First Annual Makin Lecture in Jewish Studies 
Tuesday, May 24, 2011 at 10:15AM
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The First Annual Makin Lecture in Jewish Studies will be delivered by Professor Guy Stroumsa (Jerusalem, Oxford). It will take place on Wednesday May 25th, at 5.30 p.m. in Lecture Theatre L in the World of Difference Lecture Block, Liverpool Hope University, on "Teaching the Abrahamic Religions: a Subversive Enterprise".

Professor Stroumsa has provided the following abstract: "I wish to call attention to the great complexity of the comparative study of the monotheistic religions. I seek, moreover, to highlight the distinction between the comparative study, a scholarly enterprise, and the interfaith approach, whose goals are highly different. I also propose a new, integrative approach, and lay out the inevitable tensions between traditional religious orthodoxies and the new approach to the Abrahamic religions."

There will also be an informal seminar on Jewish-Christian Relations (ancient and modern) at 3.00 p.m. (until about 4.30) in Room FML 058.  A cup of tea will be available in the foyer outside the lecture theatre from 5.00 p.m.

Guy G. Stroumsa is Professor of the Study of the Abrahamic Religions and Fellow of Lady Margaret Hall, University of Oxford, and Martin Buber Professor of Comparative Religion Emeritus at the Hebrew University of Jerusalem. Born in Paris, Professor Stroumsa studied in France and Israel and has a Ph.D. (with distinction) from Harvard. He is a Doctor Honoris Causa of the University of Zurich, and a Member of the Israel Academy of Sciences and Humanities. He taught at the Hebrew University of Jerusalem before moving to Oxford in 2009.  Most of his ten authored books focus on the cultural origins of early Christianity, in relation to Gnosticism, Judaism and Paganism, and include The End of Sacrifice: Religious Transformations of Late Antiquity and La formazione dell'identita cristiana. His most recent book is A New Science: The Discovery of Religion in the Age of Reason (Harvard University Press, 2010).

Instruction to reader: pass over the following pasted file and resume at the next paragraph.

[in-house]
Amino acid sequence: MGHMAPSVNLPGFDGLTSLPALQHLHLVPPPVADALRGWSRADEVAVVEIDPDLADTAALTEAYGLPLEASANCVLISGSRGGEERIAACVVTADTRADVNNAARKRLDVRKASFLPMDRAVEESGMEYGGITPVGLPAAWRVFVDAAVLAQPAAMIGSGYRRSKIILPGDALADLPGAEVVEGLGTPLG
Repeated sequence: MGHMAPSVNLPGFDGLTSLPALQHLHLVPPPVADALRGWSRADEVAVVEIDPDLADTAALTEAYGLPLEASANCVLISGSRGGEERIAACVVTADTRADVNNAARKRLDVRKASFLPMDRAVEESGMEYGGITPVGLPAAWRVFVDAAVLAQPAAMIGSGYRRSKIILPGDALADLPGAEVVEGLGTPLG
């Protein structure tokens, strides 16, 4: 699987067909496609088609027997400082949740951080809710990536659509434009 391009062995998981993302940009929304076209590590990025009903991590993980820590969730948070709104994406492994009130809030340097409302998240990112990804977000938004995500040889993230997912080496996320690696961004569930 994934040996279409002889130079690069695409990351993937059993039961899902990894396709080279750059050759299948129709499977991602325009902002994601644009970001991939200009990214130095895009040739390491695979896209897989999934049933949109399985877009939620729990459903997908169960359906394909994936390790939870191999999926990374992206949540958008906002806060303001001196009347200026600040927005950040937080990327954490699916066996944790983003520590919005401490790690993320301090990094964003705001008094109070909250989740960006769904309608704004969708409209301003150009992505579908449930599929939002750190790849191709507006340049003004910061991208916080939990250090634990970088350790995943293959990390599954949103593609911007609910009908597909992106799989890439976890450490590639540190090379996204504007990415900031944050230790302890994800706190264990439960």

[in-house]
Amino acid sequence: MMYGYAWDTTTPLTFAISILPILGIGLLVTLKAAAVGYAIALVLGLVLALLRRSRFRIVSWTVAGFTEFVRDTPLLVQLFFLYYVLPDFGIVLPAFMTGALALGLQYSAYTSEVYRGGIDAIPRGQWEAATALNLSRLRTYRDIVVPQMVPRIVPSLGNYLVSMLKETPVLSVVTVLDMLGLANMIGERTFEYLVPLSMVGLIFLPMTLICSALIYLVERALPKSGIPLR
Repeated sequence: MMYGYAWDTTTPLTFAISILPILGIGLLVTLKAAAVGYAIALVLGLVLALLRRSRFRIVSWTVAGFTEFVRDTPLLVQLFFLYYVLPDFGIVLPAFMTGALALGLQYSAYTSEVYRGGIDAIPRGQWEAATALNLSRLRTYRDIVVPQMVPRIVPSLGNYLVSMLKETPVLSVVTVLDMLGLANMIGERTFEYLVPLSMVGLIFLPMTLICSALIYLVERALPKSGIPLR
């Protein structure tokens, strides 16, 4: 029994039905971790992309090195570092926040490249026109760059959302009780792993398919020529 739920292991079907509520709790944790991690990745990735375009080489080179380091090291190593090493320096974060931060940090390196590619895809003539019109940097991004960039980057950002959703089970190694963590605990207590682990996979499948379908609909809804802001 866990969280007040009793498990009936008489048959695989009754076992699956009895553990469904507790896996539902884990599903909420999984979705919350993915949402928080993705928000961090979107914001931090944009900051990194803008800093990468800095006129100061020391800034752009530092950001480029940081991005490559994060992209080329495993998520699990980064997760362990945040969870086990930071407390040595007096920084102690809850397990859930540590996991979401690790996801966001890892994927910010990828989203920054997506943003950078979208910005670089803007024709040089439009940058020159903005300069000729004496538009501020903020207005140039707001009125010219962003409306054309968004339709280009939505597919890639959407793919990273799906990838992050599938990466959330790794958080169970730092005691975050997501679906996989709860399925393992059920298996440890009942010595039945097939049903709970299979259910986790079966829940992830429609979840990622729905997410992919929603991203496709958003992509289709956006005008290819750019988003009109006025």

Article originally appeared on Centre for Jewish Studies, University of Manchester (
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